The building of the Terra Sancta Museum

The new archaeological wing of the Terra Sancta Museum is under construction at the Monastery of the Flagellation in Jerusalem. A modern and advanced museum, unique for the beauty and the importance of the items that will be exhibited. Some rooms will be opened in spring 2018, when objects found during the archaeological digs led by the Franciscan Fryars of the Custody of Holy Land will be exhibited.

From the entrance, the visitors will walk across a cistern to get to an introductory room dedicated to the Franciscan archaeology in the Holy Land. They will then pass through some ancient structures (traditionally called “Herod’s house”), including a Hellenistic cistern, up to the Herodian room. They will then reach the rooms dedicated to the Daily life at the time of the New Testament and the Monastic movements. Finally, they will get to an educational room focusing on the daily life of Christians in the Antiquity (nutrition, coinage, funerary customs, etc.). Ancient structures and archaeological evidences are constantly found and included to enrich the Museum exhibition.

In the modern building, the architects and the engineers of the Custody are working on the structure consolidation, being this one of the first reinforced concrete buildings realized in Jerusalem. The test results of the seismic retrofitting could report the opening of some rooms of the Museum (Capernaum, Nazareth, Bethlehem, Magdala, Tabor, Betania, Getsemani, etc.).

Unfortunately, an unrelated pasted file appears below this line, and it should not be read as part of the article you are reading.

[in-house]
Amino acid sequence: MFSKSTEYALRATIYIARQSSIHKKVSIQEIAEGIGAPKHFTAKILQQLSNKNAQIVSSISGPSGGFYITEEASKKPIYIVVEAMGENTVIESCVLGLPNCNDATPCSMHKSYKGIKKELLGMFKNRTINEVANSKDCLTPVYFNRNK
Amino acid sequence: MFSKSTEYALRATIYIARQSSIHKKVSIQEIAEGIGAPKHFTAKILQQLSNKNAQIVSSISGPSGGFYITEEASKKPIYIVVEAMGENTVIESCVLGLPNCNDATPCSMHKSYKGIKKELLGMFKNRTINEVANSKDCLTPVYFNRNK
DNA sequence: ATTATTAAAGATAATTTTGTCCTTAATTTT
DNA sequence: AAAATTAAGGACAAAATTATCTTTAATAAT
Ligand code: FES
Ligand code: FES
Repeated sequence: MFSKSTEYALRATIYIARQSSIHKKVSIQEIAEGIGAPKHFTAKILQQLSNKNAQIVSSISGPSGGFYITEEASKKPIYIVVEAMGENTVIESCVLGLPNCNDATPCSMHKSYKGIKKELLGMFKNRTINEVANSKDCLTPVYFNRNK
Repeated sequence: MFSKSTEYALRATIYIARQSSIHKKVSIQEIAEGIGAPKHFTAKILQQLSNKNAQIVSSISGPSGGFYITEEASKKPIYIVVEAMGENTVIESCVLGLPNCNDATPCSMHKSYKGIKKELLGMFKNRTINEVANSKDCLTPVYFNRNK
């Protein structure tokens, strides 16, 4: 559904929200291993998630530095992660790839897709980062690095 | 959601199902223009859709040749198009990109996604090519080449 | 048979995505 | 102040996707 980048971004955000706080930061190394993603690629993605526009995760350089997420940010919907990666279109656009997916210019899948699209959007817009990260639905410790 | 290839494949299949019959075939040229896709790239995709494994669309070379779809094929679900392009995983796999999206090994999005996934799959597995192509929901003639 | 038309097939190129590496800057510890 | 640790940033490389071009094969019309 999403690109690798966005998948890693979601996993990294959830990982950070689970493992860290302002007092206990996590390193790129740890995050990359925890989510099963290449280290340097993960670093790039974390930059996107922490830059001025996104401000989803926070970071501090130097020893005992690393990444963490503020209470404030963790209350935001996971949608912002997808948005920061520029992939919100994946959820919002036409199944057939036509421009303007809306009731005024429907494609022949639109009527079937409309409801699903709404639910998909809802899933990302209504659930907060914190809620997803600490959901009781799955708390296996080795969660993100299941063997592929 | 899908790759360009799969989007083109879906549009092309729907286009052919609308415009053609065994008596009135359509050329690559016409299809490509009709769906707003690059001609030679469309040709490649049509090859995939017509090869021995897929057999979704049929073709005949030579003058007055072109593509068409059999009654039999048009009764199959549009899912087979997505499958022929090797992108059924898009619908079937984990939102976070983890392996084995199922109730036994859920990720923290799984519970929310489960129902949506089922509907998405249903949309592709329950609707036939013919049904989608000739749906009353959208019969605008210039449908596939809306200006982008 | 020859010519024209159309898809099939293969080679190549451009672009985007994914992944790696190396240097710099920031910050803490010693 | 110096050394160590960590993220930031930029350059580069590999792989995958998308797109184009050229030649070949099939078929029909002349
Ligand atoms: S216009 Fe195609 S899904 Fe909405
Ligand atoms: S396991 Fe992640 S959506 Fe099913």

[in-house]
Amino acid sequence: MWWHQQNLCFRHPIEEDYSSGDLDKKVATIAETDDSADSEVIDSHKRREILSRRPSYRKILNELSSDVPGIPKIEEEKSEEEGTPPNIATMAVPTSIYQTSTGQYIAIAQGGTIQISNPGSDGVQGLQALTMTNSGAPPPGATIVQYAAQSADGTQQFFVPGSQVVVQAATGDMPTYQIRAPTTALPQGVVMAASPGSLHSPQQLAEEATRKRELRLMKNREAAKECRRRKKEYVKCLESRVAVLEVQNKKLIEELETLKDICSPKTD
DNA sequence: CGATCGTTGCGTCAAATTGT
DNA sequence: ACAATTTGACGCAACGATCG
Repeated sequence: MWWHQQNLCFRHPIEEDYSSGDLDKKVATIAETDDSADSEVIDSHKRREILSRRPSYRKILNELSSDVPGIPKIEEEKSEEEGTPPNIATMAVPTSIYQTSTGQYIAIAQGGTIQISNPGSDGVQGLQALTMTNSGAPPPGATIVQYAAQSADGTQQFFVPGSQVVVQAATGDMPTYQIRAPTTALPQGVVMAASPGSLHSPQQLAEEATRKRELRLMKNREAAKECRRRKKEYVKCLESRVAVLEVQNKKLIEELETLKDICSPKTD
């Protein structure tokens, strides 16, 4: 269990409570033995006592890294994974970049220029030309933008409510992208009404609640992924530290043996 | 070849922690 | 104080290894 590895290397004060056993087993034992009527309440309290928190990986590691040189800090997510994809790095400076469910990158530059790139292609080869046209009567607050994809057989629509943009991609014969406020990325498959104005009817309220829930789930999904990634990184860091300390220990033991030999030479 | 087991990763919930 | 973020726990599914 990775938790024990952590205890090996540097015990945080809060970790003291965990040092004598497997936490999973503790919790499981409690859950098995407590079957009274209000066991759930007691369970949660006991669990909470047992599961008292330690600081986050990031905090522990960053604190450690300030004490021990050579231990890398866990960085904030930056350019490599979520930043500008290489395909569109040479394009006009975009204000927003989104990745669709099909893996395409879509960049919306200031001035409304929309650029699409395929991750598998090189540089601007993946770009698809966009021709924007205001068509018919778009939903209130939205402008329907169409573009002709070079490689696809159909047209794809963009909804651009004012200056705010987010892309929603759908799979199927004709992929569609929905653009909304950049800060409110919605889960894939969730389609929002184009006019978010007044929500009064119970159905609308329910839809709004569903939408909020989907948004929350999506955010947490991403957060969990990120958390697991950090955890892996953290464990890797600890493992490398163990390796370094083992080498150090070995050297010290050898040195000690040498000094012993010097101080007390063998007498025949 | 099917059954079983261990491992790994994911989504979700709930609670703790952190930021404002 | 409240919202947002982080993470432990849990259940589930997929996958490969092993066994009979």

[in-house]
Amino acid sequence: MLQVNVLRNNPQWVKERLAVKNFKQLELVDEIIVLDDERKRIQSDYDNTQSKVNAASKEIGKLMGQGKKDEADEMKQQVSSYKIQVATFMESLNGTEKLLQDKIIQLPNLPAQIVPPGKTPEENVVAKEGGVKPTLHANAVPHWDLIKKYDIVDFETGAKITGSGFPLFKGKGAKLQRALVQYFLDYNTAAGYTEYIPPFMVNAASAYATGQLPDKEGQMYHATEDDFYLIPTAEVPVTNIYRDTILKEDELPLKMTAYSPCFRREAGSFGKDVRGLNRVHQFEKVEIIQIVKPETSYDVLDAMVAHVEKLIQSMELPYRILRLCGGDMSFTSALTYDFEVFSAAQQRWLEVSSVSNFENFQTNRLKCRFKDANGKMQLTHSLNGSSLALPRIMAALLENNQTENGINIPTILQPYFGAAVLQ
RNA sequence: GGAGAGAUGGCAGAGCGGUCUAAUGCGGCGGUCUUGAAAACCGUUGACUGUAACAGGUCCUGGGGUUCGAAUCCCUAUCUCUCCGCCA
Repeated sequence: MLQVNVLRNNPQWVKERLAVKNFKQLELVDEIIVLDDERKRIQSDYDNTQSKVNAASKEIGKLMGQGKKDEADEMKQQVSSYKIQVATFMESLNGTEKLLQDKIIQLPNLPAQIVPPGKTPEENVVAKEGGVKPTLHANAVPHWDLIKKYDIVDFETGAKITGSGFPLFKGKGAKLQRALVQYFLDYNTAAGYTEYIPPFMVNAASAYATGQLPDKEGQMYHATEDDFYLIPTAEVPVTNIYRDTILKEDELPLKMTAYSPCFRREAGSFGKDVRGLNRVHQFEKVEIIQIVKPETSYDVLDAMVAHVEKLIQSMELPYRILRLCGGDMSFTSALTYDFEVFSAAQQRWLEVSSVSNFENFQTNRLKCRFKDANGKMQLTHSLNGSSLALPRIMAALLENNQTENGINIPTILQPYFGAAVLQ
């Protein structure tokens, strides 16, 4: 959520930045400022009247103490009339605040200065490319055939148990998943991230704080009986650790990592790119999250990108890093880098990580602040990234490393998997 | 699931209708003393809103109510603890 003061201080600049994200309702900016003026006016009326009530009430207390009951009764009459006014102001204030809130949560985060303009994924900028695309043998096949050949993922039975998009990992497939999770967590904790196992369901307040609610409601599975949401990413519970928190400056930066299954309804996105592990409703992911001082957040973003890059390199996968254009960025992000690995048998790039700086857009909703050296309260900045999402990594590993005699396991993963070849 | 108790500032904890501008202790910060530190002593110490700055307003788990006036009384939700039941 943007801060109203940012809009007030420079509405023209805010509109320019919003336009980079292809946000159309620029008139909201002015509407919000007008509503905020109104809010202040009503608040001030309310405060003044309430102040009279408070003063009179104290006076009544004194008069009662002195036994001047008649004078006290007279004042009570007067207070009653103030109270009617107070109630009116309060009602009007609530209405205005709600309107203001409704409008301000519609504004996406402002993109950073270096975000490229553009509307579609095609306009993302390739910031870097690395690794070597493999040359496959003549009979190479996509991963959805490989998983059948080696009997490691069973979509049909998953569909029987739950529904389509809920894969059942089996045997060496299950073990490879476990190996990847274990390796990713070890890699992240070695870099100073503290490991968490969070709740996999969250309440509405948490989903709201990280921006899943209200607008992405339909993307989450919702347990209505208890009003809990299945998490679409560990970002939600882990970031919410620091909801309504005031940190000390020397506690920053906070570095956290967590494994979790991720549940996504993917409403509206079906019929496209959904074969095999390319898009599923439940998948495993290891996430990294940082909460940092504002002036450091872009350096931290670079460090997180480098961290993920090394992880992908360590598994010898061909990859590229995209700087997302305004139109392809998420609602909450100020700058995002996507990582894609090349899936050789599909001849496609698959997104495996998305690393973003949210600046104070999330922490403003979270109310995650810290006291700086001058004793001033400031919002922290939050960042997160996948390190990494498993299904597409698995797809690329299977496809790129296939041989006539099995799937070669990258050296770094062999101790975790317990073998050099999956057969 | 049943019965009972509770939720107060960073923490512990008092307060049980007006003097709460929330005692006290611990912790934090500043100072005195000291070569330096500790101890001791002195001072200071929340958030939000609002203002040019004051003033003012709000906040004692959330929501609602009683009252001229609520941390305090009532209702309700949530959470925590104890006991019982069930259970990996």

During the floor removal, previously unknown rooms have been discovered. In the modern building, the architects found a tank dated to Ottoman age, containing a doorway of the Herodian age probably used to cover the Ottoman gutter. In the same place Ottoman pottery has been found, as well as English earthenware presenting trademarks.

The findings in the Mameluke rooms of “Herod’s house”.

During the preliminary excavations, the architects found three blocks belonging to a polished floor dated to the Roman age (I-II century AD), probably reused in Medieval structures. They also found tiles of mosaics and a big column made of the red Bethlehemite stone, probably dated to Byzantine age, used under the floor to cover a cistern. “All these elements are important because they strictly belong to the history of this place and highlight on the ancient Jerusalem, too. For instance, they could prove the existence of an ancient ecclesiastic building in the area surrounding the Monastery” (E. Alliata).

“A Museum within the museum”, a great permanent exhibition that will be of great interest for Christians as well as laics, local communities, pilgrims, Jews, and Muslims. The Museum will therefore bring the visitors to a virtual archaeological pilgrimage in the Holy Places, making them understand the contest and the historical age of the objects exposed.

Anyone can support the development of this great project.

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